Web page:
Romeo and Juliet is one of Shakespeare’s most popular plays, written around 1595 – 96, although there is no direct evidence of specific performance dates before the restoration. Nevertheless, the early printed text suggest that it was popular from the start; the first quarto of 1597 claims that “it has been often ( with great applause) played publicly, by the right Hon. the Lord of Hunsdon his servants”; the Second Quarto, two years later, says it is “newly corrected, augmented and amended as it has been sundry times publicly acted by the right Hon. the Lord Chamberlain his servants,” While the third quarto, after the ascension of James I, when the Lord Chamberlain’s men became the king’s men, repeats the claim that “it hath been sundry times publicly acted by the Kings majesties servants.” We know that the company comedian Will Kempe played Peter, since “Kemp” appears in places instead of the speech prefix. The stage directions also tell us something about how the play must have been staged, requiring an upper staging, a bed and the discovery space, and the stage properties required. There is good evidence that the company’s leading actor, Richard Burbage, played the part of Romeo.
The first recorded performance after the restoration was by Sir William Daventant’s Duke’s Company at Lincoln’s Inn Fields in 1662.
In a later revival, Shakespeare’s plays were altered. In 1677 Davenant’s Company staged an adaptation In which the plot of Romeo and Juliet is transposed to ancient Rome and given a contemporary political slant, being set against the background of Civil War. All throughout the restoration period Shakespeare’s plays were rewritten and redrafted to fit the audience of the time. Everyone felt that his language was “jingle and quibble”
Then in the 1800s we travel to a world of spectacle and fantasy. At this time reaction against visually spectacular productions came With William Poel and the Elizabethan stage Society, dedicated To producing Shakespeare’s plays, employing full text and original staging conditions as far as possible. The venture was not a financial success, but its influence on a new generation of directors was long-lasting and profound. Romeo and Juliet was the society final production in 1905 and whole cast two teenage unknowns into the lead roles. The production lasted only four performances and not everyone was convinced – the academy’s reviewer adverted to the romantic notion that Shakespeare can never adequately translate from study to stage – But the critic J.C.Trewin recognized the significance and found that, for the first time it became endurable. The lovers instead of cold technique, brought the ardor of extreme youth.”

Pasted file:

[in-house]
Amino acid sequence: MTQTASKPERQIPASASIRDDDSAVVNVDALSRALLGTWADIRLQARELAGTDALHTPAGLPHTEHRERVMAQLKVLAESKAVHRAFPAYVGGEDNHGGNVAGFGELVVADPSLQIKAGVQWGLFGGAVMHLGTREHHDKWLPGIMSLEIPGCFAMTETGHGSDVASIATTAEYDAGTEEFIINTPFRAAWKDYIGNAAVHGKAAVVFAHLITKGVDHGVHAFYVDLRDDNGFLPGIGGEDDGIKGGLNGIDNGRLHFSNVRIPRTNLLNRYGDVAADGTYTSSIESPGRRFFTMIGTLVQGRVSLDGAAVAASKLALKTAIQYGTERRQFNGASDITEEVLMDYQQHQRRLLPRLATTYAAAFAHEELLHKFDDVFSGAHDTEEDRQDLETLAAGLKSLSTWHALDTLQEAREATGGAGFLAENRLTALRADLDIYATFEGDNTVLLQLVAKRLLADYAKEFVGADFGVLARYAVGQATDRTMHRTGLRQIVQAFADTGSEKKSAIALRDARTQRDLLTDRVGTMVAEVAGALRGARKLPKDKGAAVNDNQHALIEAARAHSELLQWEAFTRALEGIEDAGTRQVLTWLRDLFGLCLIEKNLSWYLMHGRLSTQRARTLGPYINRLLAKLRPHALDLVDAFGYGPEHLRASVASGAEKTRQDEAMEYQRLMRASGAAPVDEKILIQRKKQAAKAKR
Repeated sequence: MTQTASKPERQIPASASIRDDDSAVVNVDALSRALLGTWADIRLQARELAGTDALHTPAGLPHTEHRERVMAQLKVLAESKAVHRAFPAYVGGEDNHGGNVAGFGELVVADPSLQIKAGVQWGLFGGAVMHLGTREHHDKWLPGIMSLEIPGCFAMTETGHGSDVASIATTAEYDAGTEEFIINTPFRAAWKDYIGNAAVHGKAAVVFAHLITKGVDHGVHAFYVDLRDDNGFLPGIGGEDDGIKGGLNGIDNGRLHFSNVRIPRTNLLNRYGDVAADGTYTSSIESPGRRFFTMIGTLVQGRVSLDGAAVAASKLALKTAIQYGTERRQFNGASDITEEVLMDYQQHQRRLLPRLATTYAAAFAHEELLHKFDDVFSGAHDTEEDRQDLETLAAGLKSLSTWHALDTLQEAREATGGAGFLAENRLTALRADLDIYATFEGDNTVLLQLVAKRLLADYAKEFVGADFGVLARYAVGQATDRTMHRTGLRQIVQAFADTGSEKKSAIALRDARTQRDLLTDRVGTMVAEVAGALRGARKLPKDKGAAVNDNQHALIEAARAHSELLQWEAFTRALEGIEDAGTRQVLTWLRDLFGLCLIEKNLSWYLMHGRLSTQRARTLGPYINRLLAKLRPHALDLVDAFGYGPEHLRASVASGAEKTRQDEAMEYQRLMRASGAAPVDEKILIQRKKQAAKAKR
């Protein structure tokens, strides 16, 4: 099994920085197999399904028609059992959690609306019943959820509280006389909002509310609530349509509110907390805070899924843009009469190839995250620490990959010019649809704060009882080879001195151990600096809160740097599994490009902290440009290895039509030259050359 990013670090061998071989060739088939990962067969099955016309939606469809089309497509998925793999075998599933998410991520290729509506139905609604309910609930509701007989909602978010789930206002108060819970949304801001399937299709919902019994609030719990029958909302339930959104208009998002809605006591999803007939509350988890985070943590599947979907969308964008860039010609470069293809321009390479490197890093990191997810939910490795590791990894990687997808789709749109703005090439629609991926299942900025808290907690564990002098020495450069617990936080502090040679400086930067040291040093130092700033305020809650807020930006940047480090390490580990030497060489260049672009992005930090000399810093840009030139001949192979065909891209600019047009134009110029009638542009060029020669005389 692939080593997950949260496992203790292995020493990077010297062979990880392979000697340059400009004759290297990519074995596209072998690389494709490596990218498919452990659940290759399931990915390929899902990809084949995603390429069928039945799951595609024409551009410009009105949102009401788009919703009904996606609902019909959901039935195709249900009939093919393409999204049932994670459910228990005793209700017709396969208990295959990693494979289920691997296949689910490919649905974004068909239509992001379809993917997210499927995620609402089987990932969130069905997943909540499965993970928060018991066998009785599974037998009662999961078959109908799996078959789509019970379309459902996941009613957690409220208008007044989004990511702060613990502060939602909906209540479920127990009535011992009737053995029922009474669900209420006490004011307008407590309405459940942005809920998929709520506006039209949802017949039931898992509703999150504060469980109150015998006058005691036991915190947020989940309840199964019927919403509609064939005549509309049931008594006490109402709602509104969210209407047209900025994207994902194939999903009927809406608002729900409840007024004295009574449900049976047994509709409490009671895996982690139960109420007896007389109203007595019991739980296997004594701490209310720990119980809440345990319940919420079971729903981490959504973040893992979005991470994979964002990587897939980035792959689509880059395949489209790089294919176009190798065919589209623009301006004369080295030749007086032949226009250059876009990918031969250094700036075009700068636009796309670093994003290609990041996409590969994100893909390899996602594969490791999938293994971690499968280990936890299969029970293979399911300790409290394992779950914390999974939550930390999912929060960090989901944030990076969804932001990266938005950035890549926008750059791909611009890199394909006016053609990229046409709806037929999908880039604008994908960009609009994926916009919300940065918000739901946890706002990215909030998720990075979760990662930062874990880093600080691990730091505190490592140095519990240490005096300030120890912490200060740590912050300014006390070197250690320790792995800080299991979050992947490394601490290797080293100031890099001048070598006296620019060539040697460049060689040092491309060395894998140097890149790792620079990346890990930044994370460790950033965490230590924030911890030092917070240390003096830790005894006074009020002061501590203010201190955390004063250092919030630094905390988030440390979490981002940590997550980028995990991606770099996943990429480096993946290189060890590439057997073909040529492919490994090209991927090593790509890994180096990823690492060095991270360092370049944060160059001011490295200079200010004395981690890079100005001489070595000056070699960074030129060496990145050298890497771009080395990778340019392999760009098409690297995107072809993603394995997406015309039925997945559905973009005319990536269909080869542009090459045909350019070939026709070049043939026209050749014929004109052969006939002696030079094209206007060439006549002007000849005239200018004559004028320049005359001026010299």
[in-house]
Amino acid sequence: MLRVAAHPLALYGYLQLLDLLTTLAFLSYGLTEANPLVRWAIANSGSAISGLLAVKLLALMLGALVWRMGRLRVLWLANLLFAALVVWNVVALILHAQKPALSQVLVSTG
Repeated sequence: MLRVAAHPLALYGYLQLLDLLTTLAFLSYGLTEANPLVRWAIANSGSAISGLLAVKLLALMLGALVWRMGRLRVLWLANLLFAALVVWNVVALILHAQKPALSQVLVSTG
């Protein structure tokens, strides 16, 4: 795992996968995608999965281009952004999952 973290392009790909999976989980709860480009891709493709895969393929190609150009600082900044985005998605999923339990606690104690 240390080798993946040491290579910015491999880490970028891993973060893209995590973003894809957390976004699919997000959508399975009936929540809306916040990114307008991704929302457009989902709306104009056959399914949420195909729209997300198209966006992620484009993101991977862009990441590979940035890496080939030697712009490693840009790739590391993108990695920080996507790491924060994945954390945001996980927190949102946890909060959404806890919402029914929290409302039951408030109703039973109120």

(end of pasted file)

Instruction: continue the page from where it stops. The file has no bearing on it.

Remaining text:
In the 20th century the problem was finding leading actors who looked sufficiently young to be credible in the parts while experienced enough to do them justice. In 1960 Franco Zeffirelli, the Italian designer and director who had established his reputation in critically acclaimed productions of Italian opera Covent Garden in the late 1950s, was invited to direct Romeo and Juliet for the old Vic company. This was his first Shakespeare play. He wanted to appeal to young audience and to bring out the passion of the play. He cut everything that he regarded as extraneous, which didn’t add to the place narrative drive. In total he cut about thousand lines, roughly 1/3 of the text, and concentrated on delivering a romantic, fast-paced production. The production was a huge box office success and went onto two were the world. Zeffirelli drew on his experience of staging this production when making this popular and influential 1968 film version.
Over the course of four centuries, the play has undergone translation and transformation not only to settings across different languages and media, including more than 30 operas, musicals, ballets From film and television adaptations to the Marvel comics uncanny X-Men volume five: she lies with angels.
Romeo and Juliet has been one of the most frequently filmed of Shakespeare plays. The best-known and most successful and most widely available films are Franco Zeffirelli’s 1968 version and Boz Luhrmann’s of 1996. Both Zeffirelli’s and Luhrmann’s films are Visually brilliant but quite different in setting and filmic approach. Zeffirelli re-creates medieval Verona, where is Luhrmann transports the scene to Verona Beach, a suburb of modern-day America.
Both films have attracted much critical attention, not all of it favorable. Luhrmann’s in particular has raised critical hackles: “can Shakespeare’s tragedy withstand the shock of the modern and the playful inventiveness of such postmodern tomfoolery as this movie employs? It’s a judgment call at best.” For others, though, it was a brilliant opening up of Shakespeare to young audience.
Directors have not often chosen to make reference to an Italian setting, despite the very specific locale of the play. Creating a coherent community and appropriate atmosphere for the place action has become more important than representing the play for a modern audience. This less specific attention to Italian references demonstrates an emphasis on the accessibility of the play. I alone have seen productions of Romeo and Juliet set in the 1980s with a yuppie field, the 1950s, post-apocalyptic, and in the traditional Elizabethan. In every case, I enjoyed the setting, while finding faults with them. But that is what we will always have in this world, our own opinions, and thoughts of how the theater should play Shakespeare. So now we must decide how we, Homestead high school, will put on our production of Romeo and Juliet.